When the likes of Alex Marwood, Sarah Hilary, and Clare Mackintosh sing the praises of a novel, people listen – or at least this reader does. The most recent UK release from Sabine Durrant – Lie With Me – is just such a book, garnering positive critical responses from all corners. Following on with the current trend of unreliable narrators in crime fiction, Durrant takes it to the extreme in this novel. Everyone is guilty of telling a “white lie” now and again, but after turning the final pages of Lie With Me, what once may have been second nature is likely to become fraught with anxiety, guilt, and fear.
When Paul Morris runs into an old acquaintance at a secondhand bookshop, he has no idea that the encounter is going to set in motion a series of events and revelations that will alter his life forever. Paul is a critically acclaimed novelist who is insecure about his status in society and his inability to write a successful follow-up. Taken to puffing up his ego with exaggerations and out-right lies, Paul loves the attention from this virtual stranger.
Quickly sucked into this man’s circle of friends, Paul meets Alice and naturally begins an affair with the striking beauty. Getting himself invited on their group holiday to Greece, Paul begins to feel surer of himself while expanding his web of deceit. However, he may not be the only one in the group with a penchant for grandiosity. There is an unsavory nature to the entire exchange between this odd collection of individuals.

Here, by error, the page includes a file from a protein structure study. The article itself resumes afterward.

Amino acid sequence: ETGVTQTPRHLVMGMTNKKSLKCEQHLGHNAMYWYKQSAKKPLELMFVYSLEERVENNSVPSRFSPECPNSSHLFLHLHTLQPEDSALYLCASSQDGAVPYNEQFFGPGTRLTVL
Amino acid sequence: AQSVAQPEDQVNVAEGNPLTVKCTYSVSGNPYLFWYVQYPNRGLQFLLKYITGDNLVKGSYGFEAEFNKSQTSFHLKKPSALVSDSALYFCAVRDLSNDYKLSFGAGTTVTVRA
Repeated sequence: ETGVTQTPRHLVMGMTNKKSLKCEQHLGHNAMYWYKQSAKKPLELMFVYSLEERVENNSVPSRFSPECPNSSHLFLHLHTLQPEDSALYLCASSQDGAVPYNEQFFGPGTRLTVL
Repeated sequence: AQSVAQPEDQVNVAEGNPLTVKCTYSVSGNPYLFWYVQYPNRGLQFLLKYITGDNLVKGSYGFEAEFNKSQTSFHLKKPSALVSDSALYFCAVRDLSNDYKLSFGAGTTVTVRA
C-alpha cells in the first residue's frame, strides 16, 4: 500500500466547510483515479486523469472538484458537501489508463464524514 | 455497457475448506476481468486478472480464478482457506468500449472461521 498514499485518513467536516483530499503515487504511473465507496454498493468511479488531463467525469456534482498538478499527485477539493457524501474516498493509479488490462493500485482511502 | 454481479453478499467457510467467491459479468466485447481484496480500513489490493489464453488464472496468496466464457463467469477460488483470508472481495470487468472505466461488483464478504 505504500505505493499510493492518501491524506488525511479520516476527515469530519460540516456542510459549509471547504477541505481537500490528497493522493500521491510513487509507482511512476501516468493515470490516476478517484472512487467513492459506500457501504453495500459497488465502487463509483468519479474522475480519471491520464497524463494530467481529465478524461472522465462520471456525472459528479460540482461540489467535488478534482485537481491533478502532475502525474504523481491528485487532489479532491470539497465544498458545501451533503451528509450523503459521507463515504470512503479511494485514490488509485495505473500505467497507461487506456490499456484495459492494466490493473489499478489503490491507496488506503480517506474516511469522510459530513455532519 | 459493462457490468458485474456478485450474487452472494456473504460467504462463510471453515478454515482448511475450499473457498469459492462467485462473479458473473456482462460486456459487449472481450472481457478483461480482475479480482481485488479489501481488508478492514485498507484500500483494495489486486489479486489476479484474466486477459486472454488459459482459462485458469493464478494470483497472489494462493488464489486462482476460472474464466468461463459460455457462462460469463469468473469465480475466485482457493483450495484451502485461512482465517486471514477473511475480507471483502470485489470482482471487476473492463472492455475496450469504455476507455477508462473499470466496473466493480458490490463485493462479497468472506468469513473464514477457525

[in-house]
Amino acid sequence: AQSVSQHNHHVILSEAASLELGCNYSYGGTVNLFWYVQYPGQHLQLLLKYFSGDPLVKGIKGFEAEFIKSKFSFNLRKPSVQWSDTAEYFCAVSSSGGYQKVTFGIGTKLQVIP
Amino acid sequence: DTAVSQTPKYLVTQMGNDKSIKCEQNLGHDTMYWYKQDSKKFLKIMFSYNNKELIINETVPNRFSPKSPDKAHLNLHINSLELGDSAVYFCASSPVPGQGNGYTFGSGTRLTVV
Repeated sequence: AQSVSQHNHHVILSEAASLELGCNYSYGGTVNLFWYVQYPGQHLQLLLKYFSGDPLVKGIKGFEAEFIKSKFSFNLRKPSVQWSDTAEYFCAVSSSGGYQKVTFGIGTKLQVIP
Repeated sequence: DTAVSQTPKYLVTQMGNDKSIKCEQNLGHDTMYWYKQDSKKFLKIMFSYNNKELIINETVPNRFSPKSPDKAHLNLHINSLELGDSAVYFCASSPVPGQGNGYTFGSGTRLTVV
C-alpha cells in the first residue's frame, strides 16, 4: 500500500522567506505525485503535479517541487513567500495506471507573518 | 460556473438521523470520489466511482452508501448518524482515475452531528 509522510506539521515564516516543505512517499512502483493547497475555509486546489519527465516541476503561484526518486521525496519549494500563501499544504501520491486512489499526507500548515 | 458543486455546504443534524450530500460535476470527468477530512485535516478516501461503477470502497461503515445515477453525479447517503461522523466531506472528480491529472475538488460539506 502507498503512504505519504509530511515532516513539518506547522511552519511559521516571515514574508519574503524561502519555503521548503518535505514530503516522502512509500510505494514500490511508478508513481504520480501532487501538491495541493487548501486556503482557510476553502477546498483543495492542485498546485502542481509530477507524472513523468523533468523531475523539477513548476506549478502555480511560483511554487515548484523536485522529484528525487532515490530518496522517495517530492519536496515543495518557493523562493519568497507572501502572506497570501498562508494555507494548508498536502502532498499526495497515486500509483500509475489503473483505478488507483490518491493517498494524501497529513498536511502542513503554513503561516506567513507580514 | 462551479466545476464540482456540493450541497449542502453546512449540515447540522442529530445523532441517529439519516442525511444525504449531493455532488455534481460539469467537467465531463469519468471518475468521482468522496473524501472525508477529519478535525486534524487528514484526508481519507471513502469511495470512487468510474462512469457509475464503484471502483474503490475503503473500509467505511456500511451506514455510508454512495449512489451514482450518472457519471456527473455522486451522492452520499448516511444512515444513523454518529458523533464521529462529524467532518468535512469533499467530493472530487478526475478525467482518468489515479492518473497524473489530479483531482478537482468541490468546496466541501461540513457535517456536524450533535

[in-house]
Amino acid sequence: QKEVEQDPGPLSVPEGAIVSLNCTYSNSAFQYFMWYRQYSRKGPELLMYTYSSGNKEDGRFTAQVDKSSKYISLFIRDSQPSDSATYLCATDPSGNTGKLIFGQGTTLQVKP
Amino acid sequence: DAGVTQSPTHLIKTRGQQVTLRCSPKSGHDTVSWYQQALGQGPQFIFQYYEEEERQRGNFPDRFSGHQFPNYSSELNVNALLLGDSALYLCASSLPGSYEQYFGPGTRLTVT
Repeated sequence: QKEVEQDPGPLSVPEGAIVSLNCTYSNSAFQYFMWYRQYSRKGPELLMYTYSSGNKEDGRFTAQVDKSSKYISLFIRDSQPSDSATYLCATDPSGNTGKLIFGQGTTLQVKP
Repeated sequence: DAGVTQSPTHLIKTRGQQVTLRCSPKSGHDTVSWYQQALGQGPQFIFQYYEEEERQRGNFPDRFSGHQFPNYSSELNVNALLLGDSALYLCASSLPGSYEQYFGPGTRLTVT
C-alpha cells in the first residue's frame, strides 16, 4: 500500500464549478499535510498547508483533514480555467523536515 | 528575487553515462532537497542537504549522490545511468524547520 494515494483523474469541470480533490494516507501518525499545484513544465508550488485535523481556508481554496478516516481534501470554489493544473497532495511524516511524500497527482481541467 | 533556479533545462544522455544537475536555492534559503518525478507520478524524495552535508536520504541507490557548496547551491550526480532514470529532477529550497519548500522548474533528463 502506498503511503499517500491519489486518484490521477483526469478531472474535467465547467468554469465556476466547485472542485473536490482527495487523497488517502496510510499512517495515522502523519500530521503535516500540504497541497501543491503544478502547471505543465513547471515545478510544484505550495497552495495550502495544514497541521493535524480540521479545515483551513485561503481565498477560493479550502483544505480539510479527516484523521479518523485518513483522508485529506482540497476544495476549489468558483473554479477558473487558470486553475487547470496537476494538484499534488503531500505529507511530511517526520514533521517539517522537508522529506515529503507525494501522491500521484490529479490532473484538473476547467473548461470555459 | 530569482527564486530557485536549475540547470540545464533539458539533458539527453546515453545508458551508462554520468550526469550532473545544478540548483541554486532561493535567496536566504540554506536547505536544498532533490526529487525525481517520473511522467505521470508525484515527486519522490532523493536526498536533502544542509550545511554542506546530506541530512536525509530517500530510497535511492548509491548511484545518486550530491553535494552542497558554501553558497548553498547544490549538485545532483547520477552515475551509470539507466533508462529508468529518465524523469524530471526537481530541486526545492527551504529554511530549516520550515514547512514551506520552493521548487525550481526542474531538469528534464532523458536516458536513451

All is going well until an investigation into the disappearance of a girl in the Greek village gets a bit closer than anyone at the villa would like. From there, things begin to spiral out of control; secrets from the past threaten to expose present-day truths and alliances are drawn in the sand.
As she navigates readers through all this, Sabine Durrant manipulates the reader’s emotions and loyalty to such an extent that even they themselves may become paranoid and suspicious. What is so impressive is that Durrant is able to create characters who are so forthright with their unreliability that readers (and the other characters) accept that as a natural trait rather than a flaw. When in fact, each should be thinking of the classic Maya Angelou quote: “when someone shows you who they are, believe them – the first time.”
Lie With Me would make a wonderful vacation read. Sabine Durrant’s writing style has an ease to it, added to the plot set in the Greek Isles, it’s only nature to want to consume this novel while lounging by a pool. Regardless of location, readers will be swept away by this novel and will find that it is not easily forgotten.